There is still no news about the kidnapped schoolgirls in northern Nigeria. And anger continues to grow in Nigeria at the government's still unsuccessful response.
"It's very worrying because every second that [the girls] are with these people, their abductors, the horrible things one could imagine is happening to them right now," says Alice Ukoko, who runs a Nigerian human rights organization in London called Women of Afrika.
She says she appreciates that the US is providing help to look for the girls, but local Nigerians have a role to play, too. "I know that the locals are now saying they want to take their bows and arrows and they want go and also look for their children," she says.
"We welcome the American drones, but how would we be able to identify the girls with drones and then rescue them? The people on the ground are saying they know the terrain, they know the forest and they will go and get their children," she says. "So I think every hand should be on deck."
So what about Nigeria's own military? "Nigeria doesn't have the military might to actually go and do something worthwhile for Nigeria and for other people. [The government] will use the military to brutalize civilians," she says, but it hasn't trained them as a real force. "The world thinks we have a military, but we don't." She thinks the president and his government should step down.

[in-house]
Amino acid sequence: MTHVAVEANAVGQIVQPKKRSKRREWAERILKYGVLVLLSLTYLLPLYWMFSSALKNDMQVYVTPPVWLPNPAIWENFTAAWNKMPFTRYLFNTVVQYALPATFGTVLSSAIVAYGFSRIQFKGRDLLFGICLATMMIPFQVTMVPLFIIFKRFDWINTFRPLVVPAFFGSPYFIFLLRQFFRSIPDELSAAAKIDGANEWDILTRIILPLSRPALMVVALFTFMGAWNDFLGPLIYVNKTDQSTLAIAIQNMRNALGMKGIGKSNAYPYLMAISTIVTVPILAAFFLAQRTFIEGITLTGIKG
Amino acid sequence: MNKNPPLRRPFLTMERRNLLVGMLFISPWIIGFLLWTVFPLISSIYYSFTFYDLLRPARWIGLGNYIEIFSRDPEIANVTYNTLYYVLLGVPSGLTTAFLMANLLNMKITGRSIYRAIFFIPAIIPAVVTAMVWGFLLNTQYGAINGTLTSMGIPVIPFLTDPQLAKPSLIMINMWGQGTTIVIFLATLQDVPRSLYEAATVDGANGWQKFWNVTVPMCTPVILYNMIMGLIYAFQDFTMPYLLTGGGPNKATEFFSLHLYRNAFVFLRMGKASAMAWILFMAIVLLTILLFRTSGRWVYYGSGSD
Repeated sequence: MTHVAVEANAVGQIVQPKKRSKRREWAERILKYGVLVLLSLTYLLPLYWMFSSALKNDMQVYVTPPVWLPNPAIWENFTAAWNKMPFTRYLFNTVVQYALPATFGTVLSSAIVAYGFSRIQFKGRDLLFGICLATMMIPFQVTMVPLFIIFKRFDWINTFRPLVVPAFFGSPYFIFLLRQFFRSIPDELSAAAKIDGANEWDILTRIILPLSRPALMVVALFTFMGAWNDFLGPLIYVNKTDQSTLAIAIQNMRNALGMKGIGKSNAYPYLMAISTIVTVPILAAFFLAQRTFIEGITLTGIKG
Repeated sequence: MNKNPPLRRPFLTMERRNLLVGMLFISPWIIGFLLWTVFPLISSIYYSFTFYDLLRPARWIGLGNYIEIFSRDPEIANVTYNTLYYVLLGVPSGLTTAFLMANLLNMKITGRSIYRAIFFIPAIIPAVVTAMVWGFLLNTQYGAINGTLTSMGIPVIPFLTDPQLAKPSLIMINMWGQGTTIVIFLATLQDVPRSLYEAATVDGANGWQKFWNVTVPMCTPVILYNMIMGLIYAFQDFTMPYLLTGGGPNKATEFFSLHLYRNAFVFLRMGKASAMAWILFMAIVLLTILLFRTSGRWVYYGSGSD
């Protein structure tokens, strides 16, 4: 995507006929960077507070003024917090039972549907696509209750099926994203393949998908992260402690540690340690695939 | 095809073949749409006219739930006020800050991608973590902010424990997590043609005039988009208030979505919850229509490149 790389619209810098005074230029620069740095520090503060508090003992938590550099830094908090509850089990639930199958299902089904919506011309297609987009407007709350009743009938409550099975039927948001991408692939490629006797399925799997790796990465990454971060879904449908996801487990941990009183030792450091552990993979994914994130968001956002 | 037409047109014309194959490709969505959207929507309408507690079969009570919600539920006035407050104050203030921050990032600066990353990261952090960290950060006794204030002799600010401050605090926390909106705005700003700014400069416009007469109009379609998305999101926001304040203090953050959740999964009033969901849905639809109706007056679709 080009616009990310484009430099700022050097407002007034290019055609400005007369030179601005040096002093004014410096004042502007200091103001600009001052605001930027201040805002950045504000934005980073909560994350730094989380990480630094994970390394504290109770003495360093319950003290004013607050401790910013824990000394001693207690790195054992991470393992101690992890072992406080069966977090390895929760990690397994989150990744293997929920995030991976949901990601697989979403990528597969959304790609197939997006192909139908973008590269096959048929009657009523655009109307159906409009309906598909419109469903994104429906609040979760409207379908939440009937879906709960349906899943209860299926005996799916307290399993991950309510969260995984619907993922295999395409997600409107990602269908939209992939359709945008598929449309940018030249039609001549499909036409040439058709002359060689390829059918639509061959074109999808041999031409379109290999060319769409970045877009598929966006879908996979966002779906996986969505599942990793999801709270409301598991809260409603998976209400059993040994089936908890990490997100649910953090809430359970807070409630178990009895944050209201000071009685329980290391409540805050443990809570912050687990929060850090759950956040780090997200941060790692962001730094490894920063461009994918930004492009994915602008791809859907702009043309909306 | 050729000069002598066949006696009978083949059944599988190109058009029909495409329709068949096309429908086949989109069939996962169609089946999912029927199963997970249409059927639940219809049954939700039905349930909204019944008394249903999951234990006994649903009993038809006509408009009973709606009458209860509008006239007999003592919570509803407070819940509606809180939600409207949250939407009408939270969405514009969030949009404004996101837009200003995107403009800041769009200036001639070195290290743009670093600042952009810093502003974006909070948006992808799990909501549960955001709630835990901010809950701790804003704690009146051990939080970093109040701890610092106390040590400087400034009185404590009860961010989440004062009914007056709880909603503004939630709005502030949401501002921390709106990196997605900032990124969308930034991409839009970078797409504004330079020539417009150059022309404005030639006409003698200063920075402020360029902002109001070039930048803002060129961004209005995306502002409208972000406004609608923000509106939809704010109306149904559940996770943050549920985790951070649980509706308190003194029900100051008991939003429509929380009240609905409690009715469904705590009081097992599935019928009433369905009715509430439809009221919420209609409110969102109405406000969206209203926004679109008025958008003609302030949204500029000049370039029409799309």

Ukoko says the kidnapped schoolgirls are very poor. "They don't have all the good things, the kind of things children outside take for granted. Electricity, for instance. They try to do their homework using candlelight. They often don't have food."
Yet, she says, they were determined to get an education and escape from poverty. "But right now, by their determination to go to school, they are now in a very, very dangerous situation. They're in the hands of criminals. Nobody can doubt the brutal nature of these guys who call themselves Boko Haram. All you have to do is look at them. Then you know our children are in trouble ... as sex slaves, children held against their will."
And the worse thing, she says, is that there is no government to turn to, so people can feel something is being done to help them.